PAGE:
Viktor Frankl: Concentration Camp Psychology

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What was Viktor Frankl’s concentration camp experience like? What did he learn about psychology?

Viktor Frankl was sent to Auschwitz as well as other camps While there, he observed three stages of a person’s psychological state during his time in a concentration camp. By understanding these, Frankl believed he was able to develop a psychology that helped him survive.

Read more about Viktor Frankl, concentration camp psychology, and how Frankl developed logotherapy.

Viktor Frankl, Concentration Camps, and Psychology

Viktor Frankl’s concentration camp experience was spread across four different camps, including Auschwitz. Frankl observed that the psychological journey of a concentration camp prisoner went through 3 basic phases and 3 accompanying symptoms: 

  • Following their admission into the camp, the primary symptom was shock.
  • When they became well entrenched in camp routine, the primary symptom was apathy.
  • Following their release and liberation, the primary symptom was depersonalization.

Phase 1: Admission + Shock

Emotional or psychological shock occurs when we encounter situations that are too stressful for us to process immediately. Shock can manifest in a variety of ways, but the main category Frankl discussed is abnormal reactions. 

Humans react abnormally to abnormal situations. In other words, when we encounter a stressful situation, we have reactions that often contradict the situation, like laughing at a funeral. Abnormal reactions to abnormal circumstances are actually normal and expected reactions. In fact, the more normal you are, the more abnormal your reactions to abnormal circumstances are. Viktor Frankl’s time at Auschwitz helped him see these psychological principles.

Frankl refers to four abnormal reactions: delusions of reprieve, humor, curiosity, and lack of fear. 

  • Delusions of reprieve: We hope for a good outcome in situations, even when there’s lots of evidence to the contrary.
    • Example: Viktor Frankl’s concentration camp experience began with being transported to the camp with 1500 other people by train. When their train arrived at Auschwitz, a small group of current prisoners boarded the train. They were all shaved and in typical prison uniform–but looked healthy, ruddy complexioned, well-fed, and seemed to have good attitudes.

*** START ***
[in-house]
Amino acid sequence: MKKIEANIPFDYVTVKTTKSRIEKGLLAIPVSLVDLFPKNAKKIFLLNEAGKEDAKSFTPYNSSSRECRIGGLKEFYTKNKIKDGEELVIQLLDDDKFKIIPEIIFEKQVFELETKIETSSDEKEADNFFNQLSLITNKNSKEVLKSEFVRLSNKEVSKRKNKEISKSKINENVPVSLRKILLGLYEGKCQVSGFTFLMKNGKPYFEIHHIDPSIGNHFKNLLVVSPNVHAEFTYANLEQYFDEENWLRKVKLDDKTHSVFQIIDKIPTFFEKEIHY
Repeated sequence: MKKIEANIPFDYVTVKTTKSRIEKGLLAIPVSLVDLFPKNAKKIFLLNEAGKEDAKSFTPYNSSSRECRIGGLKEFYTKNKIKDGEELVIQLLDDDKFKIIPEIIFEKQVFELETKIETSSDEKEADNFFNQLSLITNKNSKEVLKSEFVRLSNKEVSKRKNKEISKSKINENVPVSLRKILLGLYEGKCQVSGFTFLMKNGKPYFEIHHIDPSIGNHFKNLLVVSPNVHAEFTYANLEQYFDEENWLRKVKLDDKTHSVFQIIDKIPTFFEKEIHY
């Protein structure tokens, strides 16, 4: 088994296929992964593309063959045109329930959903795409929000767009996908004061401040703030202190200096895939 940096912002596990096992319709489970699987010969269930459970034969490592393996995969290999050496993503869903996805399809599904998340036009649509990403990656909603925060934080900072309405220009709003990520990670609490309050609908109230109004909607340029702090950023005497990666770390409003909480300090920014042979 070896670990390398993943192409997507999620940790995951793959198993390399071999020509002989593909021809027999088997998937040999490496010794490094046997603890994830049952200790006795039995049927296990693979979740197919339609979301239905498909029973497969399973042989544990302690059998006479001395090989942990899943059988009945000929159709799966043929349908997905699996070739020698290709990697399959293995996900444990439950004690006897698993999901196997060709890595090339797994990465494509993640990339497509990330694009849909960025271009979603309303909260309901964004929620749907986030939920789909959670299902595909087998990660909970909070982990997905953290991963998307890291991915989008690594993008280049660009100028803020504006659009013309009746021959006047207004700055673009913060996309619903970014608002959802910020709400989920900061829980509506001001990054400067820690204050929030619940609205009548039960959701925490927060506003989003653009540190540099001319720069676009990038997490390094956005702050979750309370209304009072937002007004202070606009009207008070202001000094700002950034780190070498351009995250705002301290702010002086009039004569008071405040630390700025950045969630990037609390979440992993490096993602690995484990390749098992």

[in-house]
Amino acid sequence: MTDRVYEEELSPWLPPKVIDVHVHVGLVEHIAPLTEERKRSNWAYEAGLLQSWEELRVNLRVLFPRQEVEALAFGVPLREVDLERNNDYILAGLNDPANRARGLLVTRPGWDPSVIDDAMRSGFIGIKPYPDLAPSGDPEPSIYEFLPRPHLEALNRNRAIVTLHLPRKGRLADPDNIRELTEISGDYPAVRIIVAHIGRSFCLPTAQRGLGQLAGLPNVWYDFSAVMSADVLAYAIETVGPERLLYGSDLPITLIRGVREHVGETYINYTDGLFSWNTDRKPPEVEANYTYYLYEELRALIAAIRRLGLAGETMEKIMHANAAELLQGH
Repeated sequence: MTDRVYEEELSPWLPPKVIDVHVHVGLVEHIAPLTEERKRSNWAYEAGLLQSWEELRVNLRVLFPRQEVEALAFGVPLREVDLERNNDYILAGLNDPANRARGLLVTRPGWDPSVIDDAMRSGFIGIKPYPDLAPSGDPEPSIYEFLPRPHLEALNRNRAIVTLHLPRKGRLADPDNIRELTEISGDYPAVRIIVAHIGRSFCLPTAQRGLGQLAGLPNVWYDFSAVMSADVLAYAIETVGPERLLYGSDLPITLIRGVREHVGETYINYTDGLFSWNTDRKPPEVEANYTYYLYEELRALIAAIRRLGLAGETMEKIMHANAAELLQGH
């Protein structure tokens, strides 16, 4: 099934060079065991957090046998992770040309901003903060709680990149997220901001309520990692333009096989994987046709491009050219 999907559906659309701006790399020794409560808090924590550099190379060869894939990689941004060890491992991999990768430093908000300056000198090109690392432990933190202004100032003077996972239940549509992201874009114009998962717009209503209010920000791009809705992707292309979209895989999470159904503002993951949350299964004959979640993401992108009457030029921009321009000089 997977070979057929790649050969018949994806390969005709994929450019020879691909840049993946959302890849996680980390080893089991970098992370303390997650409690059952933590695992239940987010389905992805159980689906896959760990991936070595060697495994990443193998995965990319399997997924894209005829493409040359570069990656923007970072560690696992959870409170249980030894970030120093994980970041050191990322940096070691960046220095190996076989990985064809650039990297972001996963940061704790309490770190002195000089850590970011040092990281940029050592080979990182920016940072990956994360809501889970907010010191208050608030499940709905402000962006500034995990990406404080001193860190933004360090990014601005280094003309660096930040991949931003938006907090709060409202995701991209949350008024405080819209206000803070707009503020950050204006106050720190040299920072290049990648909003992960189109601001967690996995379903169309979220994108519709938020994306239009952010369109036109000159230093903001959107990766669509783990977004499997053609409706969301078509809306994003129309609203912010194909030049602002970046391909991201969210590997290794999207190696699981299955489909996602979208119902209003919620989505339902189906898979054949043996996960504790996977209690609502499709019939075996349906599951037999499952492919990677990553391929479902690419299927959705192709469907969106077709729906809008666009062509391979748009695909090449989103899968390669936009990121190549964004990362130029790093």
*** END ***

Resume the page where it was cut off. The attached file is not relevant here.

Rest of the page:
• These prisoners were a “specially chosen elite,” kept in good health deliberately to greet the new prisoners and prey on their tendency toward delusions of reprieve. “Everything’s going to be fine here! We’re happy and well-fed, and you will be too!”
  • Humor: There was obviously nothing funny about the concentration camps and their reputations, and yet prisoners could be found making jokes about the situation, like how there was at least real water in the showers for Viktor Frankl at the concentration camp.
  • Curiosity: Being admitted into a concentration camp forced prisoners to confront their mortality, but instead of feeling anxiety over this, many prisoners found themselves wondering if they’d survive with a detached, almost clinical curiosity.
    • Example: Frankl was in a climbing accident, and at the moment he fell, he wondered if he’d fracture his skull or suffer other injuries, but he didn’t feel fear about the outcome.
  • Lack of fear: Despite the fact that many prisoners already knew the high rate of death in concentration camps, in this first phase they weren’t really afraid of death yet, because the reality that they truly might die hadn’t set in. For Viktor Frankl at Auschwitz, observing these reactions was common.

(Shortform note: Scientists think that our brains use these abnormal reactions to relieve stress, which is why they’re really normal reactions. Stress harms our bodies and our brains, so naturally they fight back.)

This was just an initial reaction. As the days went by, the shock eventually wore off and prisoners ceased their abnormal reactions. For Viktor Frankl, the concentration camp life became a grim new reality.

Phase 2: Routine + Apathy

Over time, the prisoners began to settle into a kind of routine in the camps–but the routines in this case were merciless and cruel. The prisoners had little choice but to fall into a state of apathy.

Apathy is a protective shell, a defense mechanism that allowed prisoners to reserve their emotional strength for the most important task: preserving their own lives and the lives of others. It’s something like an emotional death, where humans direct our energy towards surviving instead of feeling things. 

Prisoners didn’t have the energy to support a stressful emotional inner life–survival mode reduces humans down to a “primitive level,” a regression to the most basic needs in life. Apathy allowed the prisoner to survive regular beatings, malnutrition, death of those around them, and agonizing injustice without losing their minds.